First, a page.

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VMware Fusion 2 Beta Raises The Virtualization Bar

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VMware announced the latest beta of their flagship Mac virtualization tool on Tuesday and I’ve managed to put it through a number of paces with mostly positive results. All tests were performed on a 2.4GHz MacBook Pro with 4GB RAM running OS X 10.5.2. The VM was my Windows XP SP2 Boot Camp partition.

Video Gone Wild!

When I read that Fusion 2 would have full support for multiple monitors in both Unity and Full Screen modes I was skeptical at best. After installing Fusion 2 beta, I’m wondering how I lived without the functionality. In Unity mode (where Windows applications appear to be running side-by-side with Mac applications), you can drag PC application windows across all active Mac screens. It just works. This makes it much easier to bring windows where you need to for quicker operations.

Similarly, you have the option for Fusion 2 beta to use all active screens in Full Screen mode. The PC VMware virtual adapters automatically adjust to the appropriate resolution and configure Windows to extend your desktop across all screens. I only have one additional monitor, but it worked as described, including seamless integration with Spaces. I was able to Control-cursor across different Spaces with no ill effects. It’s hard to describe what it’s like having all that screen real estate back without rebooting.

I do not do much in Windows that requires intensive graphics, but I managed to use the enhanced DirectX 9.0 3D acceleration to play EVE Online (without premium graphics), which is something that I was not able to do before, but I also did not engage in any heavy battles or head into highly populated areas. I’ll try that with a trial account and report back if the functionality does not meet expectations.

Killing Trees, One VM At A Time

Prior to this round of testing, I never printed to anything but PDF from my Boot Camp partition. I actually try to not print much at all, but it is a necessity at times and VMware has made it that much easier to kill trees with their auto-printer setup in Fusion 2 beta. Once you enable this feature, VMware Tools (a program that is installed on your guests) ensures that your printers are kept in sync between host and guest and works as advertised – I printed to both my network laser printer and USB-attached inkjet without having to pass control of the inkjet to the VM. Disabling this feature was also very straightforward (no need to eat memory and CPU if you won’t be using the feature).

One Virtualization Tool To Rule Them All

Both VMware and Parallels do a fairly good job providing tools to convert machines from one product to another. VMware Fursion 2 made it very easy – though it took a while – to convert my Boot Camp partition to a virtual machine (which I’m treating like a backup and have squirreled it away on my NAS box). It also successfully converted an older Parallels XP VM (I exclusively use VMware).

VMware also feels more like a real Mac and real virtualization application now, with an updated Library window:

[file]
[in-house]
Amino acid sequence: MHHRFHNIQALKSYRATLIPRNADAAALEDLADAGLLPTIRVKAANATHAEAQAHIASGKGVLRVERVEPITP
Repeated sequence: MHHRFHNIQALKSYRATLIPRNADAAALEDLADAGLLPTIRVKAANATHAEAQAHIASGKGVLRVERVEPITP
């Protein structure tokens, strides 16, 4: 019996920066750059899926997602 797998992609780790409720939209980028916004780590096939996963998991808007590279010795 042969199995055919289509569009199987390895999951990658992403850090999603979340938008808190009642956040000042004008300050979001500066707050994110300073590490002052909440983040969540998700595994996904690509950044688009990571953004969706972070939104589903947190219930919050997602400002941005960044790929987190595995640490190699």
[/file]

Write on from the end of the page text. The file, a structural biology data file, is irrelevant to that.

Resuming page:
and a much improved Settings windows (which takes some cues from System Preferences):

Beta At Your Own Risk

Fusion 2 is available at VMware’s beta site and you can believe what you see in the YouTube videos. The features work as advertised. However, this is beta software and – unless you’re crazy like me – you really don’t want to risk it all just to play with some features that will be in production pretty quickly. Apart from some mouse quirks in multiple-monitor full screen mode, VMware Fusion 2 beta performed extremely well for me, even the VMware Tools Update (which has always been something of an annoyance in the past). I should also mention that, while the major new functionality is Windows-centric, Fusion 2 beta still runs non-Windows virtual machines quite well.

One glaring omission is that there is no support to virtualize Leopard Server in this release. Even after reading Apple’s legalese, I’m not certain they restrict this in a product like Fusion (to compare, only Parallels Server has the ability to do Leopard Server virtualization). Make sure to note this deficiency to VMware (if you’re trying Fusion 2 beta) as you submit feedback, file bug reports and kick around the forums.

If you do try or are using VMware Fusion 2 beta, drop a note in the comments with your configuration(s), virtualized environment(s) and experiences.

6 Responses to “VMware Fusion 2 Beta Raises The Virtualization Bar”

  1. As a user of Fusion 1.0 I was really waiting for multi-monitor support. I didn’t have any luck using my existing virual machines. I had problems installing the VMWare tools to make integration better and even once installed I never got multi-monitor functionality.

    But once I created a new Vista virtual machine it all now works as the advertise. Doing Vista is kind of an acid test so I know I will have no problem with creating an XP SP3 VM. As a Visual Studio developer I could get all of my work done on Fusion 1.0, but it was a pain not being able to use all of my monitors. Being forced to work with Windows to make a living is a necessary evil, but it is so much better now that I have such seamless integration with OSX and can do development with the aid of both OS’s.